Yes, Samik, I think this is a good question. Our sales and go-to-market strategy is really shaping to be one that was on focused verticals to a horizontal enterprise where we will be much broader from a coverage, from a geography, and from addressing a broader enterprise perspective. And I think this will provide important diversification. Campus was an important piece of that diversification. Two years ago, we asked our customers should we be in the campus and they said no. And then this year when we asked them they said you're late. So that tells you the thirst and the hunger for Arista technology to go beyond the data centers. So addressing a broader TAM and going out of our normal comfort verticals into a horizontal go-to-market is an important piece of this, and Ita you were going to answer the tariff question.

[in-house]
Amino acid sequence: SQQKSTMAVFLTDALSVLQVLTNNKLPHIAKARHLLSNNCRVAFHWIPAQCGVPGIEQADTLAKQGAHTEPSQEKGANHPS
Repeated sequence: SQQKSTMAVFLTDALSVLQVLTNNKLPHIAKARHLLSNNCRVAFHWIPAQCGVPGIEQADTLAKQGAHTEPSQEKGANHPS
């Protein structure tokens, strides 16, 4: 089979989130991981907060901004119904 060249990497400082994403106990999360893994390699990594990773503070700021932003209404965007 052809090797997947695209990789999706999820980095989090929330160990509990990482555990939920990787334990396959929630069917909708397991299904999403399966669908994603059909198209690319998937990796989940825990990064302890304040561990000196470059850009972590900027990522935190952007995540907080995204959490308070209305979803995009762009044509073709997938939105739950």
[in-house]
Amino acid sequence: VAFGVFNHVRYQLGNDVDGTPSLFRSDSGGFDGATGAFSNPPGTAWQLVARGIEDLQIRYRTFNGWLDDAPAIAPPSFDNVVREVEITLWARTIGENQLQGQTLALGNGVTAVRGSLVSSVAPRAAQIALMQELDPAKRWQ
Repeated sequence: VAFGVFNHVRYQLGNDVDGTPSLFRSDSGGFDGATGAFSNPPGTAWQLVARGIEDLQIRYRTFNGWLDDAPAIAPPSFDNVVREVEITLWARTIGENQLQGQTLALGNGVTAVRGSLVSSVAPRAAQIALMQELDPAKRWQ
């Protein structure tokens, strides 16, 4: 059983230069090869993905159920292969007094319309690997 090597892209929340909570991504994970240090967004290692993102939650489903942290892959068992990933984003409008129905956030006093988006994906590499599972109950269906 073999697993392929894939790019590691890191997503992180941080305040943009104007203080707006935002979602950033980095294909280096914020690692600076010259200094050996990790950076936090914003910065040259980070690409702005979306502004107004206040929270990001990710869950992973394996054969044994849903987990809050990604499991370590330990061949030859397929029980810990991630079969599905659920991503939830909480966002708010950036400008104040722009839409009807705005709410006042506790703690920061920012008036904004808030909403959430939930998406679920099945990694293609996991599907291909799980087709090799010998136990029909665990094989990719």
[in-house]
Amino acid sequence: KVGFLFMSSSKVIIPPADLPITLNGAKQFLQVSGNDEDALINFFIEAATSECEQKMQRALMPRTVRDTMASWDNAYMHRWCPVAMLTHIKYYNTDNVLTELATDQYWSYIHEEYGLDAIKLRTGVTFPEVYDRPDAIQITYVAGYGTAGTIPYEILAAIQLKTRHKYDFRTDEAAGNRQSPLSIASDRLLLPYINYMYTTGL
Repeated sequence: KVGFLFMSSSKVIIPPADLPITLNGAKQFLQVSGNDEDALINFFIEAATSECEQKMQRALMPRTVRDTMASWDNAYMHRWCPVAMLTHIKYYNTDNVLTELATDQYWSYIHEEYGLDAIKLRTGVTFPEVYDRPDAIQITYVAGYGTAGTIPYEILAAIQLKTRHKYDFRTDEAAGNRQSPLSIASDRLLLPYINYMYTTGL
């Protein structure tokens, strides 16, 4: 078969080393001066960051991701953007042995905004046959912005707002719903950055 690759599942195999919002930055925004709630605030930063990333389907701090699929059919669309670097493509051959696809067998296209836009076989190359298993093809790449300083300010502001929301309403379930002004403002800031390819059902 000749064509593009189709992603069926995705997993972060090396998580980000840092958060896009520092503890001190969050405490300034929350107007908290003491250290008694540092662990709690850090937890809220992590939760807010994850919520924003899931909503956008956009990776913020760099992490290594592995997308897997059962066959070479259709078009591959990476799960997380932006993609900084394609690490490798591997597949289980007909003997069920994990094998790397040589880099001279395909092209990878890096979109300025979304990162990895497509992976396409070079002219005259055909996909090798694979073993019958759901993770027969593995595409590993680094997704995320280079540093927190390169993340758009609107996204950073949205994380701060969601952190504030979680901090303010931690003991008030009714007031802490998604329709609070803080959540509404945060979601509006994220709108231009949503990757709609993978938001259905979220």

Ita Brennan -- Chief Financial Officer

Yes, I think the way to think about it is, yes, we will have some impact, but between kind of the improvements we're making on the supply chain and other stuff, I think from a financial perspective, it's kind of balances out, right. So it's a pretty minimal impact from a financial perspective, even though we're continuing to churn the supply chain to respond. .

Samik Chatterjee -- JP Morgan -- Analyst

Great, thank you.

Operator

Your next question comes from Mitch Steves with RBC Capital Markets. Your line is open

Mitch Steves -- RBC Capital Markets -- Analyst

Hi, just a quick question from me, you guys have talked about the annual numbers in terms of like the street estimates. So I just wanted clarity there, are you guys comfortable where street estimates are at this point? Just to get an idea for kind of what seasonality in the back half looks like.